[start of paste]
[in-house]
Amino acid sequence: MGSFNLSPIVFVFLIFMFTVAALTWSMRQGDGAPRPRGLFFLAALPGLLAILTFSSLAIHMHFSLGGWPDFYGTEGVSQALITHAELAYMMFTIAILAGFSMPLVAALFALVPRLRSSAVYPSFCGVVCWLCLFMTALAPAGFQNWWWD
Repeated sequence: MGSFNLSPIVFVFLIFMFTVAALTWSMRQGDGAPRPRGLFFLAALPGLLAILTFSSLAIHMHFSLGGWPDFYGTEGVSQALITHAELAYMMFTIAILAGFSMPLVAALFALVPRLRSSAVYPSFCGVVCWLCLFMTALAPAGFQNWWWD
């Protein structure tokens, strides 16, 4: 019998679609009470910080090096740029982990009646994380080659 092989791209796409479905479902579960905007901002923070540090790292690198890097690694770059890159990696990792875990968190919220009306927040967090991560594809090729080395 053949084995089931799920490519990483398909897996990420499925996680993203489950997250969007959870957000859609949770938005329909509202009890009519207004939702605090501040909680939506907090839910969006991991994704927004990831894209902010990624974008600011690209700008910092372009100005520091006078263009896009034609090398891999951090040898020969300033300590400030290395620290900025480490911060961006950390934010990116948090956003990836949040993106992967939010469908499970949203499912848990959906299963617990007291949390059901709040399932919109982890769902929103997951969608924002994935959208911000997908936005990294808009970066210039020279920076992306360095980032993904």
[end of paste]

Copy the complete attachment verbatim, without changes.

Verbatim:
[in-house]
Amino acid sequence: MGSFNLSPIVFVFLIFMFTVAALTWSMRQGDGAPRPRGLFFLAALPGLLAILTFSSLAIHMHFSLGGWPDFYGTEGVSQALITHAELAYMMFTIAILAGFSMPLVAALFALVPRLRSSAVYPSFCGVVCWLCLFMTALAPAGFQNWWWD
Repeated sequence: MGSFNLSPIVFVFLIFMFTVAALTWSMRQGDGAPRPRGLFFLAALPGLLAILTFSSLAIHMHFSLGGWPDFYGTEGVSQALITHAELAYMMFTIAILAGFSMPLVAALFALVPRLRSSAVYPSFCGVVCWLCLFMTALAPAGFQNWWWD
């Protein structure tokens, strides 16, 4: 019998679609009470910080090096740029982990009646994380080659 092989791209796409479905479902579960905007901002923070540090790292690198890097690694770059890159990696990792875990968190919220009306927040967090991560594809090729080395 053949084995089931799920490519990483398909897996990420499925996680993203489950997250969007959870957000859609949770938005329909509202009890009519207004939702605090501040909680939506907090839910969006991991994704927004990831894209902010990624974008600011690209700008910092372009100005520091006078263009896009034609090398891999951090040898020969300033300590400030290395620290900025480490911060961006950390934010990116948090956003990836949040993106992967939010469908499970949203499912848990959906299963617990007291949390059901709040399932919109982890769902929103997951969608924002994935959208911000997908936005990294808009970066210039020279920076992306360095980032993904």